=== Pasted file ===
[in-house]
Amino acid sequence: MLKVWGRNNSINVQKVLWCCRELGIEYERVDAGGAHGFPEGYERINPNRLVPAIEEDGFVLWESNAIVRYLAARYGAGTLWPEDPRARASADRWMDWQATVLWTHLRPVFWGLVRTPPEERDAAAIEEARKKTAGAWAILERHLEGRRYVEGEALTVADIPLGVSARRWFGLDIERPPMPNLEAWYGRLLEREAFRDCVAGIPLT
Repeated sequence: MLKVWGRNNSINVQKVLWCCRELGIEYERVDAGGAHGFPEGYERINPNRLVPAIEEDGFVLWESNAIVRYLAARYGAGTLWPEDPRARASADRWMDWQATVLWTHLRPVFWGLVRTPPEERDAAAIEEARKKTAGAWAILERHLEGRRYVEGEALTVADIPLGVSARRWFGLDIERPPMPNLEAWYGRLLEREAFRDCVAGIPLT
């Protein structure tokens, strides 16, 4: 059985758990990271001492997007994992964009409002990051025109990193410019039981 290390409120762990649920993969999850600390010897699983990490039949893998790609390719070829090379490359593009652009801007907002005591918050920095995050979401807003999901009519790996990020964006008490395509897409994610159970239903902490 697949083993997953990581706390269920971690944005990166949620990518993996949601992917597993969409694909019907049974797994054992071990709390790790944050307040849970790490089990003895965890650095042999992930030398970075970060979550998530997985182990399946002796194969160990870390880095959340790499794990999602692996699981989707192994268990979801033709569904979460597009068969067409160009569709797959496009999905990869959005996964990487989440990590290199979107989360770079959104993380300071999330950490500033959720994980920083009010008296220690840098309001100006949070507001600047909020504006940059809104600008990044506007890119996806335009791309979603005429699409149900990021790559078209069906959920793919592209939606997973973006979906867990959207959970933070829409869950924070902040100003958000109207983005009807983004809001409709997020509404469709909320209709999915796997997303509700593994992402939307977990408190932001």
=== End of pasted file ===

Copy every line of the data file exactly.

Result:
[in-house]
Amino acid sequence: MLKVWGRNNSINVQKVLWCCRELGIEYERVDAGGAHGFPEGYERINPNRLVPAIEEDGFVLWESNAIVRYLAARYGAGTLWPEDPRARASADRWMDWQATVLWTHLRPVFWGLVRTPPEERDAAAIEEARKKTAGAWAILERHLEGRRYVEGEALTVADIPLGVSARRWFGLDIERPPMPNLEAWYGRLLEREAFRDCVAGIPLT
Repeated sequence: MLKVWGRNNSINVQKVLWCCRELGIEYERVDAGGAHGFPEGYERINPNRLVPAIEEDGFVLWESNAIVRYLAARYGAGTLWPEDPRARASADRWMDWQATVLWTHLRPVFWGLVRTPPEERDAAAIEEARKKTAGAWAILERHLEGRRYVEGEALTVADIPLGVSARRWFGLDIERPPMPNLEAWYGRLLEREAFRDCVAGIPLT
């Protein structure tokens, strides 16, 4: 059985758990990271001492997007994992964009409002990051025109990193410019039981 290390409120762990649920993969999850600390010897699983990490039949893998790609390719070829090379490359593009652009801007907002005591918050920095995050979401807003999901009519790996990020964006008490395509897409994610159970239903902490 697949083993997953990581706390269920971690944005990166949620990518993996949601992917597993969409694909019907049974797994054992071990709390790790944050307040849970790490089990003895965890650095042999992930030398970075970060979550998530997985182990399946002796194969160990870390880095959340790499794990999602692996699981989707192994268990979801033709569904979460597009068969067409160009569709797959496009999905990869959005996964990487989440990590290199979107989360770079959104993380300071999330950490500033959720994980920083009010008296220690840098309001100006949070507001600047909020504006940059809104600008990044506007890119996806335009791309979603005429699409149900990021790559078209069906959920793919592209939606997973973006979906867990959207959970933070829409869950924070902040100003958000109207983005009807983004809001409709997020509404469709909320209709999915796997997303509700593994992402939307977990408190932001």